The diamonds were as beautiful as I remembered.
Thousands of years in the making, they sparkled beneath the soft glow of the jeweler’s lamp. The rings, bracelet, and brooch had all belonged to my parents, but I was thinking of selling them.
The appraiser mapped marks on a series of plots as he studied each gem’s unique characteristics. With squiggles covering the plots, I was confident my diamonds were as priceless as the people who had worn them.
But the diamonds weren’t perfect or priceless; they had flaws. Interior imperfections and exterior blemishes such as scratches, cracks, and nicks identified each diamond and also affected their ability to reflect light. These things diminished their clarity and value.
A grading system developed in the 1950s established four factors to describe and classify diamonds: clarity, cut, color, and Carat Weight. Following these GIA guidelines, each diamond’s plot pinpoints the exact location and nature of each characteristic and flaw.
As I studied the plots for each diamond, I imagined what a GIA plot of my life might look like. A chip of resentment here. A deep fissure of anger noted there. Surface scratches of pride and self-sufficiency. Nicks of selfishness throughout. A general cloud of apathy.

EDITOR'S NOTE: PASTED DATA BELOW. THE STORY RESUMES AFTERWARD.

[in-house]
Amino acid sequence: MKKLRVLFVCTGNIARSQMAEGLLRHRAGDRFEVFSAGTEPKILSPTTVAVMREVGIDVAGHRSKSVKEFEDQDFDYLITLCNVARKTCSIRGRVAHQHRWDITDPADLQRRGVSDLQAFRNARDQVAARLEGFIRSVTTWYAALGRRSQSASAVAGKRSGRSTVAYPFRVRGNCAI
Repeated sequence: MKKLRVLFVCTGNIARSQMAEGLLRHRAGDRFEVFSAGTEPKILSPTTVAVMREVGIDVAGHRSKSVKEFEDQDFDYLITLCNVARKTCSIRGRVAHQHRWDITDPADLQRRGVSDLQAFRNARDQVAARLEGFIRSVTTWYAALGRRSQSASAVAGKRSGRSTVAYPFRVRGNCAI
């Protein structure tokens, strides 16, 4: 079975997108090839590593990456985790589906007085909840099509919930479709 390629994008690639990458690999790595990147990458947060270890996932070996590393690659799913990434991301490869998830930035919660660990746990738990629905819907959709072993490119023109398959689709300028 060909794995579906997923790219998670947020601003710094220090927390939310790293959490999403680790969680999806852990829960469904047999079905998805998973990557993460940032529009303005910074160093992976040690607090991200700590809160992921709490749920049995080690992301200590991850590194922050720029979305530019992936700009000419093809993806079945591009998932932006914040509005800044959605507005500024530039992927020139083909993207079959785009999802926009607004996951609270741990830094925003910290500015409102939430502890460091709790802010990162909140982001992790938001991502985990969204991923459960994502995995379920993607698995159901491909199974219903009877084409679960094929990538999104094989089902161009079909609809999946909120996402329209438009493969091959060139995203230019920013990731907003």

My imaginings humbled me and left me thankful that God doesn’t map by imperfections on a graph or identify me by my flaws. God recognizes my sin when He says He knows me intimately, meaning my innermost being and the thoughts and intentions of my heart.
But the story doesn’t end there. God reminds us He will forgive us and cleanse us from unrighteousness if we confess our sins. He will show us mercy and remember our sins and iniquities no more.
Our sin and flaws don’t diminish our value or God’s love for us. Unlike a diamond that is identified and valued by its flaws, God’s light and love shine through us with divine clarity that reveals we are reclaimed, restored, and redeemed. When God sees us through his lens of grace, he sees the righteousness of Christ—where flawed becomes flawless.
Have you let Christ redeem your flaws?
(Photo courtesy of pixabay.)
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